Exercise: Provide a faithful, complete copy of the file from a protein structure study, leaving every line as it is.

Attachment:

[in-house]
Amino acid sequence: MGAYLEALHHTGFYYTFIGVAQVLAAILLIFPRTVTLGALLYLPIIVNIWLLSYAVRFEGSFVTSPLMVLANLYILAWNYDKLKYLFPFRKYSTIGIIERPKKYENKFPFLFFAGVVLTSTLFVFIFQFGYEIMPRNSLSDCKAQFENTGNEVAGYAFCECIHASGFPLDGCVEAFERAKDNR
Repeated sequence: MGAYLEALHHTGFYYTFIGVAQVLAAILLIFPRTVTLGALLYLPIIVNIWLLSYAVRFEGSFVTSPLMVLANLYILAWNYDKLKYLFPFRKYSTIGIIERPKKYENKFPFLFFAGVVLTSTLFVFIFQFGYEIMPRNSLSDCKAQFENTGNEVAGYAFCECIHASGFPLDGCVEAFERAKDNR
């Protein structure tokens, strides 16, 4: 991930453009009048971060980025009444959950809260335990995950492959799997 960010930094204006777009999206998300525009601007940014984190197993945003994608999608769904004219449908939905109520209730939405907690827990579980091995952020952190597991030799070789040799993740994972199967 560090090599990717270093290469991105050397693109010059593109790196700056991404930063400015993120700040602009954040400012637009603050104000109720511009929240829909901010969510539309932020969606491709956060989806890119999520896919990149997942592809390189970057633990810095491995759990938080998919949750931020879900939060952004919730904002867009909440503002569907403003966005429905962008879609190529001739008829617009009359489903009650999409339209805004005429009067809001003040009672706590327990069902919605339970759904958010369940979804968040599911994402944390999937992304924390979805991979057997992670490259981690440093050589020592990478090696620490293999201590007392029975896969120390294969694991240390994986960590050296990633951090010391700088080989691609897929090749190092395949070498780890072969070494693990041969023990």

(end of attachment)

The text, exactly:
[in-house]
Amino acid sequence: MGAYLEALHHTGFYYTFIGVAQVLAAILLIFPRTVTLGALLYLPIIVNIWLLSYAVRFEGSFVTSPLMVLANLYILAWNYDKLKYLFPFRKYSTIGIIERPKKYENKFPFLFFAGVVLTSTLFVFIFQFGYEIMPRNSLSDCKAQFENTGNEVAGYAFCECIHASGFPLDGCVEAFERAKDNR
Repeated sequence: MGAYLEALHHTGFYYTFIGVAQVLAAILLIFPRTVTLGALLYLPIIVNIWLLSYAVRFEGSFVTSPLMVLANLYILAWNYDKLKYLFPFRKYSTIGIIERPKKYENKFPFLFFAGVVLTSTLFVFIFQFGYEIMPRNSLSDCKAQFENTGNEVAGYAFCECIHASGFPLDGCVEAFERAKDNR
């Protein structure tokens, strides 16, 4: 991930453009009048971060980025009444959950809260335990995950492959799997 960010930094204006777009999206998300525009601007940014984190197993945003994608999608769904004219449908939905109520209730939405907690827990579980091995952020952190597991030799070789040799993740994972199967 560090090599990717270093290469991105050397693109010059593109790196700056991404930063400015993120700040602009954040400012637009603050104000109720511009929240829909901010969510539309932020969606491709956060989806890119999520896919990149997942592809390189970057633990810095491995759990938080998919949750931020879900939060952004919730904002867009909440503002569907403003966005429905962008879609190529001739008829617009009359489903009650999409339209805004005429009067809001003040009672706590327990069902919605339970759904958010369940979804968040599911994402944390999937992304924390979805991979057997992670490259981690440093050589020592990478090696620490293999201590007392029975896969120390294969694991240390994986960590050296990633951090010391700088080989691609897929090749190092395949070498780890072969070494693990041969023990």